- Throughout dinner, he kept holding his chest and breathing heavily. When you asked him what was wrong, he said that he was fine; but ever since yesterday’s fainting spell, he just hasn’t been himself and you are beginning to worry. What went wrong: This falls apart at the very end. “Kept” in the first sentence sets up the past tense, and that’s carried through with the verbs “asked” and “said.” The “hasn’t been” is an example of the past perfect tense, indicating an event that happened even earlier than the simple past tense we have been using—but that’s absolutely appropriate here because the reference to the fainting spell shows that occurred deeper in the past. But “you are beginning to worry” throws us abruptly into the present tense.
- Where were the security guards while you were assaulted in the parking structure? Could their absence contributed to your attack? Find out here. What went wrong: The second sentence lacks the right auxiliary verb; “could…contributed” isn’t a valid tense indicator. The wording must change either to “Could their absence have contributed” or to “Did their absence contribute.”
Shifting Personal Perspectives
Sudden shifts in the grammatical person of prose is another mark of the inattentive writer. You’ll recall that prose is said to be written in the first person when the subject of the sentences is I or we; in the second person, when the subject is you (singular or plural); and in the third person when the subject is he, she, it, or they. Just as with tense, a writer is not confined to his or her initial choice of person, but any transitions from one perspective to another should be planned and justified by the text.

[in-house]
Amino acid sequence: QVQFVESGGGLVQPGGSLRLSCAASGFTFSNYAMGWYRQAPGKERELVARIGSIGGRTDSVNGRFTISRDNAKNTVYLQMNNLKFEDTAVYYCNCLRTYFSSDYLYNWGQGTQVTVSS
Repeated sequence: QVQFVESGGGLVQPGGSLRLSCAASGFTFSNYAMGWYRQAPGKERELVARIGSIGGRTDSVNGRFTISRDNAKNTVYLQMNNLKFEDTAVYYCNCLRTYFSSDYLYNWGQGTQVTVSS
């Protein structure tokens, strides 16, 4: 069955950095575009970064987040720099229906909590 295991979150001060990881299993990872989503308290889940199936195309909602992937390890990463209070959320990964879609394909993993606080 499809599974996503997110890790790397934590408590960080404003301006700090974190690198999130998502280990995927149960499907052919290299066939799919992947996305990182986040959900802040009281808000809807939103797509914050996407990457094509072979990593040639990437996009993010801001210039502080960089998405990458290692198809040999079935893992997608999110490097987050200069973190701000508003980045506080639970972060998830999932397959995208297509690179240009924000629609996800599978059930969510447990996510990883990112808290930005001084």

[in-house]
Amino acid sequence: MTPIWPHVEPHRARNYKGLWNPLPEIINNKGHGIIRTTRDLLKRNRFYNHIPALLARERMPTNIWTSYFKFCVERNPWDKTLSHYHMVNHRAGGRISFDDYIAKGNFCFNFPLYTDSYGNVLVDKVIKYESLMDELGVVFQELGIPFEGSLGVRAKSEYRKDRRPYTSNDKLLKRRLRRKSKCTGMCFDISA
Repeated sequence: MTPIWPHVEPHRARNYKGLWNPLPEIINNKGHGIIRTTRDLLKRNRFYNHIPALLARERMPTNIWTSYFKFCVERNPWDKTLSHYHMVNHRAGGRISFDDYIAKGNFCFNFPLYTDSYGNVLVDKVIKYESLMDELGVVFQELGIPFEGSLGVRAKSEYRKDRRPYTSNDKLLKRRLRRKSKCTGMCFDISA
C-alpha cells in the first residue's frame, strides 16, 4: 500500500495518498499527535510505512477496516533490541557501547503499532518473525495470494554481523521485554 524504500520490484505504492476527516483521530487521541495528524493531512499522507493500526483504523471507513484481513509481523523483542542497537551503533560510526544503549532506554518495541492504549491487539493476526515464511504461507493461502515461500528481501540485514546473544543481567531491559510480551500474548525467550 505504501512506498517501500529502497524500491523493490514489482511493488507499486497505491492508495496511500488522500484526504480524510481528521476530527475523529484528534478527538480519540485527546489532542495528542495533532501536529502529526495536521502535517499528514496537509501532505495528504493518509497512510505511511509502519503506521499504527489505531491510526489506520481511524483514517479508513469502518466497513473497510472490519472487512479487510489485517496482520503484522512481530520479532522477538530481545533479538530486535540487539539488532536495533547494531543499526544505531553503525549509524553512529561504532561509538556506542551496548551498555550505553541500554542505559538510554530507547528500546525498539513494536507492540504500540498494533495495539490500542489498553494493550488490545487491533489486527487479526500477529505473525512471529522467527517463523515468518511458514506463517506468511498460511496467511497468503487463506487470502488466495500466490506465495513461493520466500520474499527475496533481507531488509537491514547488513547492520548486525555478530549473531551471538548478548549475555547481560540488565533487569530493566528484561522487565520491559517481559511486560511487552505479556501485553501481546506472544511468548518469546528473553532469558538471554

Before we get to the examples (everyone enjoys looking at other peoples’ mistakes), I want you to consider this: changing the person of a text piece may be essential for some of your best content writing. Why? Because it can be a key element motivating a reader to act. If you’re writing a medical blog, for instance, the bulk of the content may be a third-person discussion of how people suffer from ankle pain that’s often a sign of a more serious condition. In the conclusion, you may shift to a compelling second-person slant to talk about how “your ankle pain”—the reader’s pain—demands a proper medical examination as soon as possible.
So learning to make skillful transitions between third-person and second-person writing is very, very important. Let’s look at examples from my back files to show how those transitions can flop: